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HONNOLD STARTED CLIMBING at age 11 and spent his youth fantasizing about the exotic places photographed in the climbing magazines he read. He says that, like everyone else, he always wanted recognition for being good at what he does, but no one could anticipate the international fame he has received. “No climber expects that kind of notoriety,” MacDonald says. “This is very unusual and happens maybe once every 10 to 15 years in the media world.”


he explains. “You have to go to the rocks all the time, which is different from other sports. You can’t accumulate things, because you can’t take them with you. I’m very happy with what I’m doing. I go to cool places and climb cool stuff.” With the financial benefits of his recent celebrity, Honnold says he does eat a little better, and he takes advantage of his travel budget, having visited five continents. But he still climbs almost 300 days a year, and when it’s fall in California, he is back in his van in the Yosemite Valley, climbing his home turf as much as he can. “It’s a community, which makes it a lot different from any other sport,” says Cedar Wright, a teammate on the North Face team who recently spent several weeks climbing with Honnold in Chile. “You can go to El Capitan [in Yosemite] and hang out with the Michael Jordan of climbing, but he’s just another guy.”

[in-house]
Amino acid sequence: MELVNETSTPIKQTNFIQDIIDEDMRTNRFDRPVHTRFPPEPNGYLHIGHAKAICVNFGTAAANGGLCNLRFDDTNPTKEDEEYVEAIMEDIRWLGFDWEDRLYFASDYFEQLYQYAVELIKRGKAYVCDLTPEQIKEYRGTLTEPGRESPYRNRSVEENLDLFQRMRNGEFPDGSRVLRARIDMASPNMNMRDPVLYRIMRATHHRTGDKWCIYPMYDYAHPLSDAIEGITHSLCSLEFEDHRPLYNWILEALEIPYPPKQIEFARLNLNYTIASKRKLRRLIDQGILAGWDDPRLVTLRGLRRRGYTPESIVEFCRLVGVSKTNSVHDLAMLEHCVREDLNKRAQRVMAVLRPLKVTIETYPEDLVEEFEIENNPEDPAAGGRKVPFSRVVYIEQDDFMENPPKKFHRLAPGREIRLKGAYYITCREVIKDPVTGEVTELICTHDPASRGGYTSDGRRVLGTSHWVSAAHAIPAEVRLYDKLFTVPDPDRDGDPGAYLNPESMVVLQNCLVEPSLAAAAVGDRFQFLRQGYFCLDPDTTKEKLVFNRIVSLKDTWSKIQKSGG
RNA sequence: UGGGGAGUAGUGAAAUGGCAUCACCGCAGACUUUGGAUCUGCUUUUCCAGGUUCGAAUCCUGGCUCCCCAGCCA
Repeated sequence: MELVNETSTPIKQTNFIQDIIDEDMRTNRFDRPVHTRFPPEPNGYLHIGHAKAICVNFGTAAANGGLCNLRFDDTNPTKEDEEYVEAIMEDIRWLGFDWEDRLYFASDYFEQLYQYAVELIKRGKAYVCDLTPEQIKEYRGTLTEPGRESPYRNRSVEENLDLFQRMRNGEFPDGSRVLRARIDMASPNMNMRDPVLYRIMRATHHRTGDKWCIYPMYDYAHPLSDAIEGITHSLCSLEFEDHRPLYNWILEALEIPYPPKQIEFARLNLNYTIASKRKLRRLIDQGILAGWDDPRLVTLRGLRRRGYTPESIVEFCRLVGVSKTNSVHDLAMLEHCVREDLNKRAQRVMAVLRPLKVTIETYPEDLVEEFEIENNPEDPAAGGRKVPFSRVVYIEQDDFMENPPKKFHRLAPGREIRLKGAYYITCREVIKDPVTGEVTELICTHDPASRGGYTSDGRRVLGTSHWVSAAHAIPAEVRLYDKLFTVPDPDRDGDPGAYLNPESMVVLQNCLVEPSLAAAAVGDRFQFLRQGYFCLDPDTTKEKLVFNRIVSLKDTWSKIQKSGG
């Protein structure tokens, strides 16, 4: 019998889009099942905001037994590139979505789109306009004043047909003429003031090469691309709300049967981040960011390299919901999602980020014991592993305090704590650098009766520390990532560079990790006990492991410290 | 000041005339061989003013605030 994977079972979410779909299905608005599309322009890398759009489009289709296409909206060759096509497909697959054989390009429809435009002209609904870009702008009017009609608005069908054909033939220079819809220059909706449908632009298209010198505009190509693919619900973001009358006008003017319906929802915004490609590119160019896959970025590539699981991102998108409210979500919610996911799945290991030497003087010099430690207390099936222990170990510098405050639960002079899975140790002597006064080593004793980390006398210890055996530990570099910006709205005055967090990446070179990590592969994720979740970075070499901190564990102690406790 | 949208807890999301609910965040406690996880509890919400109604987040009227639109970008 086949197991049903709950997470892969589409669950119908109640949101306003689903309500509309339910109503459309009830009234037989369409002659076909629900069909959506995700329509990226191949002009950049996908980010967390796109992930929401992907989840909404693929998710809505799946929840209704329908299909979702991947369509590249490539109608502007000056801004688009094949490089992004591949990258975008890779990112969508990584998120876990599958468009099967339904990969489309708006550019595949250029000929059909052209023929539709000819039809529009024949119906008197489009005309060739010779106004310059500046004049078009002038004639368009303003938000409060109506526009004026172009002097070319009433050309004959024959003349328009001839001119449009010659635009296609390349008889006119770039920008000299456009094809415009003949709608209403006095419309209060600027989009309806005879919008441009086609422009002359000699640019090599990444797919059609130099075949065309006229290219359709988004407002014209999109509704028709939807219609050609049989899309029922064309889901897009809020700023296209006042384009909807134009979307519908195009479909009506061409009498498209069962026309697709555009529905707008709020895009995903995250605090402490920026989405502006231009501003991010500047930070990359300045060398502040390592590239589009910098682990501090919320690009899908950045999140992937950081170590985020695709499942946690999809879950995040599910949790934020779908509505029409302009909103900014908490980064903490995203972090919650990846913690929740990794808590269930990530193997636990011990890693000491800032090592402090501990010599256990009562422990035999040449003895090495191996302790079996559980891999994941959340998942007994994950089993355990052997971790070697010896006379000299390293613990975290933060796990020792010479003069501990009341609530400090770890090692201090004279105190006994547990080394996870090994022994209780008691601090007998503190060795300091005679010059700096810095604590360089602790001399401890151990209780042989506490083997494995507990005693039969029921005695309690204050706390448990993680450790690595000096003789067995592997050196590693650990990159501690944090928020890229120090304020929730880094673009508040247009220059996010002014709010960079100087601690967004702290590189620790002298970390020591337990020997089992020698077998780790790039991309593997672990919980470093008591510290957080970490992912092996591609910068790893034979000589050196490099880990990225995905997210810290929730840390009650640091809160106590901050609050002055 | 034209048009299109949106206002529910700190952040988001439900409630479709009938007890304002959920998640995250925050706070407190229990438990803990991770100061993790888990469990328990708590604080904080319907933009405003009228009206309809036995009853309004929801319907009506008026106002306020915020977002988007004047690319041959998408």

This is not intended to be an offer to sell, or solicitation to buy, condominium units to residents of CT, ID, NJ, NY and OR, or in any other Sales by Related Realty in collaboration jurisdiction where prohibited by law. This offering is made only by the prospectus for the condominium and no statement should be relied with Fortune Development Sales upon if not made in the prospectus. Prices, plans and specifications are subject to change without notice. The Related Group is not the project developer. This Condominium is being developed by PRH 1100 S Miami Avenue, LLC (“Developer”), which has a limited right to 38 JULY 15, 2012 A A .COM/AMERICANWAY use the trademarked names and logos of The Related Group pursuant to a license and marketing agreement with The Related Group. Oral Representations cannot be relied upon as correctly stating the representations of the Developer. For correct representations, make reference to the documents required by Section 718.503, Florida Statutes, to be furnished by a Developer to a buyer or lessee.